The Court of Appeal decision in United Central Bank v. the Superior Court of Orange County upheld a powerful prejudgment tool available to creditors of real property secured obligations — the right to seek the issuance of writs of attachment against guarantors of loans secured by real property. However, it must be noted that in California a writ of attachment is only available against guarantors of real property secured loans if the guarantor waived the right to require the creditor to proceed first against the real property collateral before seeking other remedies and continuing with the litigation.
Several other western states, including Arizona, Nevada and Washington, also provide creditors with the procedural right to pursue writs of attachment against guarantors of real property secured loans. Arizona and Nevada, like California, regard guarantees as separate obligations from the principal, real property-secured debt (Tenet Healthsystem TGH, Inc. v. Silver (2002) 203 Ariz. 217, 222-223; Coombs v. Heers (D. Nev. 1973) 366 F. Supp. 851, 854) and allow for the issuance of writs of attachment in breach of guaranty actions, so long as the guaranty is not secured by real property.
Accordingly, in Arizona and Nevada creditors may pursue writs of attachment against guarantors of real property secured loans, because state law characterize guarantees of real property-secured loans as separate contractual obligations not secured by real property.
In the state of Washington, creditors also have a procedural right to pursue writs of attachment against guarantors of real property-secured loans. In fact, a Washington creditor may also pursue a writ of attachment against the borrower of loan secured by real property. This is so because, unlike California, Arizona and Nevada, Washington law does not prohibit creditors from obtaining the issuance of writs of attachment in actions for breach of contracts secured by real property. Rather, a writ of attachment may be issued by a Washington court in any action brought to recover on a contract.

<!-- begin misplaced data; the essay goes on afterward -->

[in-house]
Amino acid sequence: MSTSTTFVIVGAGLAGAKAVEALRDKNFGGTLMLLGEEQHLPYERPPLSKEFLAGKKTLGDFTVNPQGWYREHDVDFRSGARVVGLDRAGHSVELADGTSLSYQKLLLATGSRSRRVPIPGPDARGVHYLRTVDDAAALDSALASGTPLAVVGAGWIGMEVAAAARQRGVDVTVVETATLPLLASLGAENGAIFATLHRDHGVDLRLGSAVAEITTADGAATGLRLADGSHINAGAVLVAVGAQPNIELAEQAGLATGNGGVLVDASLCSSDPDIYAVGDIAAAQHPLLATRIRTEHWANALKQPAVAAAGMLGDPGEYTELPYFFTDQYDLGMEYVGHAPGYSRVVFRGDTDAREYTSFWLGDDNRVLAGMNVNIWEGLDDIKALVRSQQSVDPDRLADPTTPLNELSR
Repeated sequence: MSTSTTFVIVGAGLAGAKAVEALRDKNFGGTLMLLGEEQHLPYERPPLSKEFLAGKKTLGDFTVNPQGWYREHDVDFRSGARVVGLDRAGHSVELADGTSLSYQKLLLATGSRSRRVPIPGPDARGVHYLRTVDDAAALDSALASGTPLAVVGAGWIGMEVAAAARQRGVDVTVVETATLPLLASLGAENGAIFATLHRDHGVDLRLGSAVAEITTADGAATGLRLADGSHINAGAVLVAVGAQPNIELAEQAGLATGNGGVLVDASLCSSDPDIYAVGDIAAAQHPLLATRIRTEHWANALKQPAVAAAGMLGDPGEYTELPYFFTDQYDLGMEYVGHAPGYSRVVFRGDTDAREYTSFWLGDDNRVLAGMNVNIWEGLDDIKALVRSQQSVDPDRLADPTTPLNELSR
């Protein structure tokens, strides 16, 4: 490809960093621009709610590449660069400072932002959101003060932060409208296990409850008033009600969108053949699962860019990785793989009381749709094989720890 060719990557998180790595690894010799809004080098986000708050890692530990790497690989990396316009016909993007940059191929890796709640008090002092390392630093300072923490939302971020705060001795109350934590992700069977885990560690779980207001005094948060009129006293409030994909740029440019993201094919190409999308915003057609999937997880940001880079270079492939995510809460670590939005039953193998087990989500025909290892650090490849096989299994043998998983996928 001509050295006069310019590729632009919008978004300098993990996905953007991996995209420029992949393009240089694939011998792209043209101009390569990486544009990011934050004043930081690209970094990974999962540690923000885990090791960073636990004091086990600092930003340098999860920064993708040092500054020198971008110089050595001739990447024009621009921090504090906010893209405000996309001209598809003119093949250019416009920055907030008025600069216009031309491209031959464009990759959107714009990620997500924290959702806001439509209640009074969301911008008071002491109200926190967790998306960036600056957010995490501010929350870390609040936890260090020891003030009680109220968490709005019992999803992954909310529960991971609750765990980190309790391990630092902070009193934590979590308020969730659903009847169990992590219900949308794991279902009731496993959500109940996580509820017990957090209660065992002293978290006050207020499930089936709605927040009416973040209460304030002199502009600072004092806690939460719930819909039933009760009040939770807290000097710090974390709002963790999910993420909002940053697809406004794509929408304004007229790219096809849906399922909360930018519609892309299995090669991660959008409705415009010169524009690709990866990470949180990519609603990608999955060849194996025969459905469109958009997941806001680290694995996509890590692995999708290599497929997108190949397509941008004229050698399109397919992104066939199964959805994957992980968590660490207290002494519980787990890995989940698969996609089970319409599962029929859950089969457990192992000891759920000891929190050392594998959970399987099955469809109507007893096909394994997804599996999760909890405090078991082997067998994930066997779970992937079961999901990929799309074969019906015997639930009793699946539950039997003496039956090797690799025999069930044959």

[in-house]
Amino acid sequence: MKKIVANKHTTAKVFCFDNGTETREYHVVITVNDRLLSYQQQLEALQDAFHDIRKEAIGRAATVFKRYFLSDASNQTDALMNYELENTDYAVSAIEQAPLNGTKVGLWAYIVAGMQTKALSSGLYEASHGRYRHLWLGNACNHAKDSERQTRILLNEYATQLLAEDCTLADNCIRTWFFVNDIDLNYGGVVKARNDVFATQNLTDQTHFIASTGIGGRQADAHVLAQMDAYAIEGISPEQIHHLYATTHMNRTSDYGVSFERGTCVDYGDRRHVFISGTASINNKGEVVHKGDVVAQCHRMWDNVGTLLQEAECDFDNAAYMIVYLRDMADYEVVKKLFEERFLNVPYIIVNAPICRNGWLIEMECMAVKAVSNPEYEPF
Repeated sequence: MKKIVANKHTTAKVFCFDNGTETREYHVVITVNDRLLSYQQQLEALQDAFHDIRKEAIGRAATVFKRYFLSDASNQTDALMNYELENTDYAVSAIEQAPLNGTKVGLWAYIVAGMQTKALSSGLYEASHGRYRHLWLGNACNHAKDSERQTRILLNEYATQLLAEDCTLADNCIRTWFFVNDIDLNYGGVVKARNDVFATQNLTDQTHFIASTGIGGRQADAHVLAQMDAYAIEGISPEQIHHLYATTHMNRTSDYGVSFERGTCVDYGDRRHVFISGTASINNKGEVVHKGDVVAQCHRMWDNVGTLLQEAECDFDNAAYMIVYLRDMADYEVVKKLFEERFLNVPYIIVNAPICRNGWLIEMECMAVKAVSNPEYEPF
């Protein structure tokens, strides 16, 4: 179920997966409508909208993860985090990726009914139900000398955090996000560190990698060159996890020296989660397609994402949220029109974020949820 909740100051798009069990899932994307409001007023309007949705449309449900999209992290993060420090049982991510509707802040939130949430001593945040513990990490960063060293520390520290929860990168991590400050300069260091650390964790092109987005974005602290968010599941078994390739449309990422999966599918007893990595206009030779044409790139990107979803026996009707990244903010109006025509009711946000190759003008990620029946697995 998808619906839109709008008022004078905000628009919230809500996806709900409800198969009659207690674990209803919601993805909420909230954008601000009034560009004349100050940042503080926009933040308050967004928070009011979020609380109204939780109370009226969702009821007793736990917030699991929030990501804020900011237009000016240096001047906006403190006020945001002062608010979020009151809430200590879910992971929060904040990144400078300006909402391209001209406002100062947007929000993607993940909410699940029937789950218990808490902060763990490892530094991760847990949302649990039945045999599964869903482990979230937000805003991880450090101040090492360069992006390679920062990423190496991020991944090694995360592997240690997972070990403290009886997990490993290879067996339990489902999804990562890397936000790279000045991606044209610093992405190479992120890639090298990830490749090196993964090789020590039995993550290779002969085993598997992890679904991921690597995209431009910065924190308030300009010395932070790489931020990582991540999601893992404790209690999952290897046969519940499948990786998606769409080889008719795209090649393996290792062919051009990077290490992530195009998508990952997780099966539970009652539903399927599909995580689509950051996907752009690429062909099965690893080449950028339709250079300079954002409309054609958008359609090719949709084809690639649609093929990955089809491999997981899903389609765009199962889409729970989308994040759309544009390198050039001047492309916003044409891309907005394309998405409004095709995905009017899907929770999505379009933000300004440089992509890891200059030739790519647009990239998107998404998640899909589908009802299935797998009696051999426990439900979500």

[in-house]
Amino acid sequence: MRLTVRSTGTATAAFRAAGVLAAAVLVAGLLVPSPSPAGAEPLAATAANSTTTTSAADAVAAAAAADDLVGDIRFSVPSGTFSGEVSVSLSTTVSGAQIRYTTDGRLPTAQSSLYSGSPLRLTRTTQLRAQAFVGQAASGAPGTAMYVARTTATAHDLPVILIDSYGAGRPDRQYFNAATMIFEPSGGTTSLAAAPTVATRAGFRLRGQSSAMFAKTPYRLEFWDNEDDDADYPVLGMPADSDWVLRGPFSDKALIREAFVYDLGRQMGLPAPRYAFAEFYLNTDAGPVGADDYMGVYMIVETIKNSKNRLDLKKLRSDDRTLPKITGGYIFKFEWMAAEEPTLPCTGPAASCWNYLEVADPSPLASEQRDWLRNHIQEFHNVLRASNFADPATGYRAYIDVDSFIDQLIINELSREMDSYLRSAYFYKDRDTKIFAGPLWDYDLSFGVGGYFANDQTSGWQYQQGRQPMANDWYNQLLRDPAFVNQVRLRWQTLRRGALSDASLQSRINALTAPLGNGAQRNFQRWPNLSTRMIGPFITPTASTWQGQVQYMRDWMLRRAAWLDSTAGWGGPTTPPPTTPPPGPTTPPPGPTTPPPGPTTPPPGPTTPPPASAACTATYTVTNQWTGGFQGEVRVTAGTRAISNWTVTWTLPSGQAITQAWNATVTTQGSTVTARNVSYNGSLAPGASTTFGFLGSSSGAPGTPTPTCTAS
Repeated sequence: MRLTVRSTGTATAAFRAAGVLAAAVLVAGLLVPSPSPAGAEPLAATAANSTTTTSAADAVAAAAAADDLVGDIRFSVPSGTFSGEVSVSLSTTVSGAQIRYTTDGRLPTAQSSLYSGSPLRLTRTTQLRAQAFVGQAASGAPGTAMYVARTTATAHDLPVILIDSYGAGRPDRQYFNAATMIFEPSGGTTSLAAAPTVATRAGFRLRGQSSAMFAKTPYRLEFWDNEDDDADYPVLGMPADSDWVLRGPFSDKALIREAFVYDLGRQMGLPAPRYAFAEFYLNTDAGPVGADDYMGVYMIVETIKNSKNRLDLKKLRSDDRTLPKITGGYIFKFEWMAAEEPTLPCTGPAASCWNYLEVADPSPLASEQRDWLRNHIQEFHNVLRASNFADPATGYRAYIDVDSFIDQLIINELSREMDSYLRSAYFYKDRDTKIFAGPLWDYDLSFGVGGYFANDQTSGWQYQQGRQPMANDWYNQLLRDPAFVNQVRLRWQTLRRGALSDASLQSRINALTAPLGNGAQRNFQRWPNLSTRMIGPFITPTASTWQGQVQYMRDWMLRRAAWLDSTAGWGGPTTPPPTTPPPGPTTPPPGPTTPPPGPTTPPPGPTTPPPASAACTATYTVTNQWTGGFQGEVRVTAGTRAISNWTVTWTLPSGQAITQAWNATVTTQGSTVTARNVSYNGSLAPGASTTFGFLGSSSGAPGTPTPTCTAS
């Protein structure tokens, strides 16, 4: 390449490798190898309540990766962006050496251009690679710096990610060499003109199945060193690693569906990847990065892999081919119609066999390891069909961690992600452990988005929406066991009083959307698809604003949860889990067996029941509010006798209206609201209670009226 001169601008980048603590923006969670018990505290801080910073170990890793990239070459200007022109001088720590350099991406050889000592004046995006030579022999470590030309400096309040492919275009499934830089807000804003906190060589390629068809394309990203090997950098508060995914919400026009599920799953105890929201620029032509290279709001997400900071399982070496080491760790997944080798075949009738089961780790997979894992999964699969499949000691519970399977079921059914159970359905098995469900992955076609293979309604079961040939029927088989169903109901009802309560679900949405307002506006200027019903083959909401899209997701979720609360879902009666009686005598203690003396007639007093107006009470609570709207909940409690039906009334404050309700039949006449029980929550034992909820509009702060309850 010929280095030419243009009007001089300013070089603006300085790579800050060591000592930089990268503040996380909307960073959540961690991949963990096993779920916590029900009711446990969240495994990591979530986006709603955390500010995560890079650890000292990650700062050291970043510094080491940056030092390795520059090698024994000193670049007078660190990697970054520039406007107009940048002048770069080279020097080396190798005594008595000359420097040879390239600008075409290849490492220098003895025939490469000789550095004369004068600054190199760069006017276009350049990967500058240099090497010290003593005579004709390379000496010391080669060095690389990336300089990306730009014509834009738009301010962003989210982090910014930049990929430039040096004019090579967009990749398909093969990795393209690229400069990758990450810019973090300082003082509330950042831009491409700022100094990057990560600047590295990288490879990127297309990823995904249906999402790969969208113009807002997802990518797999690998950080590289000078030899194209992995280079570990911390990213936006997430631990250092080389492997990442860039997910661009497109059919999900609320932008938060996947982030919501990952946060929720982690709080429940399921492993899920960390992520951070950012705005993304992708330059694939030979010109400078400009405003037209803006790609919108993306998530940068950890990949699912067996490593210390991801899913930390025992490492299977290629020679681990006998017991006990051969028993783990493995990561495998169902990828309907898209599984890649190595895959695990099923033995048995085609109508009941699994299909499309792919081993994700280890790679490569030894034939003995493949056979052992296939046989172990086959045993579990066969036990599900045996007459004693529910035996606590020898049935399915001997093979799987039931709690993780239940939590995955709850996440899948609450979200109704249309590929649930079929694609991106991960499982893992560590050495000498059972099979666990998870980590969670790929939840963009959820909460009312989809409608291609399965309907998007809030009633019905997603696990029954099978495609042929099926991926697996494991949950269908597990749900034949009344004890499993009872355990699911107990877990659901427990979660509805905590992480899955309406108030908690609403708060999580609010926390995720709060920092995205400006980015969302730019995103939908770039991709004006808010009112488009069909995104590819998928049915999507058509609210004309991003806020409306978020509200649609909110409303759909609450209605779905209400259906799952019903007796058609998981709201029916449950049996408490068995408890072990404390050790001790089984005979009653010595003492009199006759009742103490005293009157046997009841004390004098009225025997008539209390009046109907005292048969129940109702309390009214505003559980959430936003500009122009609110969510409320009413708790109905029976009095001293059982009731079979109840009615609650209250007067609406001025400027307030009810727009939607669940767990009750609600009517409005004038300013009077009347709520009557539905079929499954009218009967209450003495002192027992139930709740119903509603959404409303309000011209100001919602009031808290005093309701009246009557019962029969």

The usefulness of the writ of attachment is valuable for a creditor. First, on its issuance and its attachment to the property of the guarantor, the creditor gains leverage for negotiating a larger and quicker settlement with the guarantor. Second, the issuance of a writ of attachment prevents a debtor from liquidating and/or assigning its assets prior to the entry of a court judgment against it.
On the default of a guaranty of a real property-secured loan and the filing of a lawsuit in California, Arizona, Nevada or Washington for breach of guaranty, the creditor should seriously consider filing an application for a right-to-attach order and the issuance of a writ of attachment. Independent actions against guarantors on loans that are unsecured or secured by real and personal property or on loans secured by personal property only — such as inventory or accounts receivable — continue to be a valuable collection tool for lenders and should not be overlooked in attempts to maximize recovery.
Steven Casselberry is a partner and Stephen R. Isbell is an associate in the law firm Michelman & Robinson LLP, with offices in Los Angeles, Orange County, San Francisco, Sacramento, New York and New Jersey. Casselberry is chair of the financial services and bankruptcy departments for the firm. Both attorneys are headquartered in Orange County. For more information, visit www.mrllp.com.